Ordinarily, we wouldn't alert international terrorists that the
United States is easing its efforts to detect and dismantle their
plots. But since Congress has already, in effect, given the
terrorists the green light to plot without fear of discovery,
calling attention to the House's gross irresponsibility in allowing
crucial intelligence-gathering laws to expire probably won't cause
The House left for vacation on Feb. 14, one day before the intelligence authorities of the Protect America Act expired. That law restored intelligence gatherers' ability to listen in on communications between terrorists located outside of the United States. Using these tools and others, the U.S. has broken up at least 19 major terrorist conspiracies (as documented in publicly available sources) since September 11, 2001.
House Speaker Nancy Pelosi simply refused to schedule a vote on a bill to make those authorities permanent - a bill that had passed the Senate with strong bipartisan support. Instead, the House spent its last day in town before Mrs. Pelosi jetted off to her daughter's wedding working on an unenforceable resolution to thumb its nose at the Bush administration.
The House's liberal leadership, in short, put political grandstanding above national security, wasting time with show hearings featuring Roger Clemens and debating a politically driven contempt citation. Perhaps if Osama bin Laden were juicing with steroids, we could get the House to take the terrorist threat seriously.
Sadly, this is part of a pattern. Congress has been playing politics with foreign intelligence gathering and national security for months.
It began last summer, after a secret intelligence court decided to assert its authority over the surveillance of communications between persons located outside the United States when the communications happen to pass through domestic networks. Listening in on these conversations had always been considered the executive branch's responsibility, a key part of the president's duty to "preserve, protect and defend" the country. The court's decision meant all foreign surveillance would fall under the Foreign Intelligence Surveillance Act, requiring spy hunters to spend hundreds or thousands of hours apiece on applications to that court. Even the FISA's drafters, who were concerned about surveillance abuses, never intended this.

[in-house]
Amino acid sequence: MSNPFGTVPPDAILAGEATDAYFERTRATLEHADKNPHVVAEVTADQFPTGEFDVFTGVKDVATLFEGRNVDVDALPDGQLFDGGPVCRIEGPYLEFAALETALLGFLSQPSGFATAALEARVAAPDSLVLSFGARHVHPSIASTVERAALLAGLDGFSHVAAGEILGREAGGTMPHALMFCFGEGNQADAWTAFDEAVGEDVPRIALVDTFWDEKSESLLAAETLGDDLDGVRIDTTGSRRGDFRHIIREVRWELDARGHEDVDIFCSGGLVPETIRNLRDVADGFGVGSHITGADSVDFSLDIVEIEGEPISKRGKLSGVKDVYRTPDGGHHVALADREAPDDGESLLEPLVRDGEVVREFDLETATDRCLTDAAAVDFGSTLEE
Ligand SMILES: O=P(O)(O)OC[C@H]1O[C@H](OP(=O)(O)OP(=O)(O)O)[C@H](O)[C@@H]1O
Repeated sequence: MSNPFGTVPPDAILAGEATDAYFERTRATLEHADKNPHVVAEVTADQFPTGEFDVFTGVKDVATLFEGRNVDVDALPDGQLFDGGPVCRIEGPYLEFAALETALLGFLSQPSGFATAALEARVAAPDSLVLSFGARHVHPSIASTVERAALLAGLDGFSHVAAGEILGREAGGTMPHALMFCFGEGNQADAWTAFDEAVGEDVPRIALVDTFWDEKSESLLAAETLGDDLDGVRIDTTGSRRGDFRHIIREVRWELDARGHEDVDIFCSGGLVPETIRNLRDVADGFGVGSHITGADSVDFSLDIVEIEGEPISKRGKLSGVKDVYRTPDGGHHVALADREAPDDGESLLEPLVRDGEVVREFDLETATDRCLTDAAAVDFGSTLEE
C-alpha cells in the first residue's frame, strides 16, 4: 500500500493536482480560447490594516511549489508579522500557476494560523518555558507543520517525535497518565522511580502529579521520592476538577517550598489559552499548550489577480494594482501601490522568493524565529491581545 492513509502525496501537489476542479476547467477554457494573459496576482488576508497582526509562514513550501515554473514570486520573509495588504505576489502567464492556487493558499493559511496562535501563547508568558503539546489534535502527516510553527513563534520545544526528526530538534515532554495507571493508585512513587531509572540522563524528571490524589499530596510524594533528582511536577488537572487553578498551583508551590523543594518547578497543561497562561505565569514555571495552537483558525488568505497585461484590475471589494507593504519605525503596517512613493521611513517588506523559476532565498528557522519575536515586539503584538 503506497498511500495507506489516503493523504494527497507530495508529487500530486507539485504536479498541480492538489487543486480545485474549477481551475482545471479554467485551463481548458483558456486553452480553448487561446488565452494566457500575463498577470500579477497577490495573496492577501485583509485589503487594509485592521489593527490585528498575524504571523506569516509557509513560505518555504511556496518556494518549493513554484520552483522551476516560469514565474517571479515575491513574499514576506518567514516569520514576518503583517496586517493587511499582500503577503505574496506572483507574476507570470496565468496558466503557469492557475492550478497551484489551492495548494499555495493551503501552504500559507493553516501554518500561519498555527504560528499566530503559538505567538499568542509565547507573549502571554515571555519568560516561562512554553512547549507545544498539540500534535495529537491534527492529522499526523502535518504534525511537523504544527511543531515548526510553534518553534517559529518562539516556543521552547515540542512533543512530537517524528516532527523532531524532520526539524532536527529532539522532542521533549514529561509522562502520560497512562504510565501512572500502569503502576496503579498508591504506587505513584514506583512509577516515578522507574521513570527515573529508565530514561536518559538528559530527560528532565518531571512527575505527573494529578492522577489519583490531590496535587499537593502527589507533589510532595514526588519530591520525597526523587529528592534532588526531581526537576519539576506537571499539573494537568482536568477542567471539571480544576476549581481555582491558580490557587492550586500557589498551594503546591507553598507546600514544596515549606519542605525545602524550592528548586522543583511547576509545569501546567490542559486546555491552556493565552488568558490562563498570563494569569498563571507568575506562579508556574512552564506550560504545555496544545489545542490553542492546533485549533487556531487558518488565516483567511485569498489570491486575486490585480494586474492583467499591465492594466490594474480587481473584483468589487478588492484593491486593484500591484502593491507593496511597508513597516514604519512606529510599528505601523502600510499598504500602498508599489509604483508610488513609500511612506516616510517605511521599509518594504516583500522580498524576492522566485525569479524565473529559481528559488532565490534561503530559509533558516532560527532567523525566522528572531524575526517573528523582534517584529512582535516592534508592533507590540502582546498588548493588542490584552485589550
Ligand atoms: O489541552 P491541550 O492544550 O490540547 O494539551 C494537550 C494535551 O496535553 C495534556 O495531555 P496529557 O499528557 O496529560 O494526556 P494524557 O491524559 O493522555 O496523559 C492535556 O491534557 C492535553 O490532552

The Protect America Act corrected this decision, returning foreign surveillance to its long-time status quo - but only for six months. That "compromise" was driven by politics. On the one hand, it helped lawmakers dodge criticism that they were letting lapse authorities for critical counterterrorism tools. On the other hand, it allowed them to delay difficult policy decisions that could offend critics of the administration and its counterterrorism efforts.
But as intelligence experts have pointed out repeatedly, temporary authorities put national security at risk. Temporary extensions don't allow intelligence officials fighting terrorism to do the kind of long-term planning necessary to track down terrorists and unravel their schemes. As documented in the September 11 Commission Report and the Justice Department's Bellows Report, when Congress leaves the law unclear in this way, it directly harms national security.
Nonetheless, at the end of January, Congress rushed to pass a 15-day extension of the Protect American Act. Congress was in a hurry so House Democrats could leave Washington to attend a party retreat. Then, just 15 days later, House liberals let some of the most important tools needed to ward off terrorist attacks expire completely. Again, it's just national security taking a back seat to politics.
The politics were at their fiercest concerning a provision of the Protect America Act and the Senate's legislation to extend permanent liability protection to American businesses - mostly phone companies - that have cooperated with the government in monitoring terrorism. With more than 40 lawsuits pending against these businesses, the fear of liability could dissuade many from doing their part to help stop terrorism before more lives are lost.
National-security law experts know that, in the end, these cases won't go anywhere. But that end could be five or 10 years away. Meanwhile the cases would cost these businesses millions in legal fees and weaken their resolve to assist in vital investigations. Worse, the lawsuits likely would reveal the means and methods of intelligence-gathering. We already know from recovered court documents in Tora Bora that al Qaeda uses our court proceedings to gather intelligence. This would give them yet another significant opportunity.
Though trial lawyers and privacy activists are no doubt savoring their victory in preventing (for now) the reauthorization of the Protect America Act, the biggest winners are those who would do America ill. These terrorists have proven remarkably aggressive at using modern communications technology to plan and organize their attacks, taking advantage of even the smallest openings and opportunities to reap terror and destruction.
Thanks to House liberals' irresponsible inaction, terrorists eager to inflict injury on the United States know that we aren't listening as closely as we were before.
Andrew M. Grossman is a senior legal policy analyst in the Center for Legal and Judicial Studies at the Heritage Foundation. Robert Alt is a Heritage senior legal fellow and deputy director of the Center.
First appeared in The Washington Times